Richards and 20-odd seventh graders sit transfixed as Vasquez tries to tease out the difference between the greenhouse effect and global warming by tossing out absurd half-truths. “Carbon dioxide’s completely harmless,” Vasquez says. Should we ban Coca Cola because of the carbonation?
Penny’s hand shoots up. “The greenhouse effect”—which keeps our planet warm enough for life to survive—”is completely natural,” she counters. “With mining fossil fuels, you’re taking something out of the ground and putting it into the atmosphere.”
These days, big questions about energy use and ecological balance punctuate Vasquez’s classes throughout the year. Her students meet climate scientists and calculate how many desalination plants it would take to turn rising seas into a sustainable source of fresh water (too many). Read more >>
The College/Underserved Community Partnership Program (CUPP) provides a creative approach to partnering and delivering technical assistance to small, under-served communities from local colleges and universities at no cost to the communities. By leveraging partnerships with colleges and universities, including Historically Black Colleges and Universities and Native American Colleges and Universities, the program combines environmental justice concerns and mission-related objectives of multiple agencies with core curriculum objectives of local colleges and universities.
Communities benefit from the investment of innovative technical assistance and approaches provided by students attending nearby academic institutions. Students benefit by utilizing their learned curriculum to gain practical experience that can serve as a resume builder, while earning course credits through their academic institution. Federal agencies benefit from the inter-agency collaboration by seeing an improvement in the effective and efficient use of resources. More information >>
Program Examples from Florida International University
Students at FIU developed a storm water mitigation plan.
A communication plan was created to preserve and protect fresh water resources.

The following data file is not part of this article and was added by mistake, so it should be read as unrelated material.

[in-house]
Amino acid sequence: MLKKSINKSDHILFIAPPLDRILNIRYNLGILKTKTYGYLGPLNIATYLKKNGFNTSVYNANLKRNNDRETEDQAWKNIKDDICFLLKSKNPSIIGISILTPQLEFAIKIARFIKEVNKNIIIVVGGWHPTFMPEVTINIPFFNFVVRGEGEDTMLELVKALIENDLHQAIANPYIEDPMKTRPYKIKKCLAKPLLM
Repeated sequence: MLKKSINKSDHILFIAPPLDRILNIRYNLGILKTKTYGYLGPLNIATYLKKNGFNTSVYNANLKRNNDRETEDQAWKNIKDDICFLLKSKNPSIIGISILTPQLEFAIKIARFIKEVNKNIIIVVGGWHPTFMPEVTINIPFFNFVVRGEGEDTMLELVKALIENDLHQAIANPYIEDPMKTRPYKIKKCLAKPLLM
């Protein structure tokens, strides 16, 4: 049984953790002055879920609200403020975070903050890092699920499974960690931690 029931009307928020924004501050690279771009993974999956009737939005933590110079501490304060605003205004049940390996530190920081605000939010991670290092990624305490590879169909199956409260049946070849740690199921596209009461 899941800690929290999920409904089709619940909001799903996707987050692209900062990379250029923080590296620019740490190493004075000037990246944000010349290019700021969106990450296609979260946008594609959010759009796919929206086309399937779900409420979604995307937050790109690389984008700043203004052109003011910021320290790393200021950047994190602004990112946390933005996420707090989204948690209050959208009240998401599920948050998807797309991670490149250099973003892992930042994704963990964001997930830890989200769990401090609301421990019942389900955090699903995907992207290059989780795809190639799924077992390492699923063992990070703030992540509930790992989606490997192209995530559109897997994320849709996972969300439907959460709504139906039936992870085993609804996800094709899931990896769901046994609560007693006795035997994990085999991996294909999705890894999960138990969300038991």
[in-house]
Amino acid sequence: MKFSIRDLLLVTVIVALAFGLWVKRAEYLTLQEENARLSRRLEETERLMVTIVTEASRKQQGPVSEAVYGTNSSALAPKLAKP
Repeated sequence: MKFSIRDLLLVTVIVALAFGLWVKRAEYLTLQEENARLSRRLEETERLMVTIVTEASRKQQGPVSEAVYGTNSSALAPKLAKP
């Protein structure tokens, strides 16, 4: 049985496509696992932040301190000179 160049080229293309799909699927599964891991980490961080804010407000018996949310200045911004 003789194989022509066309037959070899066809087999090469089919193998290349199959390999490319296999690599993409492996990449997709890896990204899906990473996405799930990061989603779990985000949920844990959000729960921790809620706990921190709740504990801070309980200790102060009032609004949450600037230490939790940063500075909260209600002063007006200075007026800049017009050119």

A food garden was designed and planted to address food desert issues; residents were also taught how to maintain it.
Students will be working with the city to develop a sustainable economic development plan
The recorded webcast of the Southeast Florida Regional Climate Action Plan (RCAP) Workshop #9: Reducing Climate Risk and Creating Economic Opportunity, is now available for reference and viewing on the Compact website. As part of a continuing series of workshops designed to advance implementation of the RCAP, this workshop involved city managers, budget and finance managers, risk management professionals, planners as well as those concerned with the financial risk and economic opportunities for local governments due to climate change.
Videos from the workshop, which was hosted at Florida International University in part by the Sea Level Solutions Center, are below. The Southeast Florida Regional Climate Compact (SFRCC) will also be releasing a Summary Report (pdf) and guidebook based on workshop discussions.
The next RCAP workshop (#10): Essential Tools: Integrating the Southeast Florida Sea Level Rise Projections Into Community Planning, will be held July 14. Registration for this free workshop is now open and filling quickly.
Dr. Harold Wanless researches climate change as chair of the Department of Geological Sciences at the University of Miami in Coral Gables. He documents coastal erosion caused by hurricane damage – and the impact of sea level rise.
“Only 8 percent of Miami Dade County is greater than 10 feet above sea level. When you think about heavy rains and hurricane storm surges, that sort of focuses how vulnerable we are,” Wanless says. “Hurricane Andrew was an amazingly tight storm and it had like a 17 foot storm surge.” See more here >>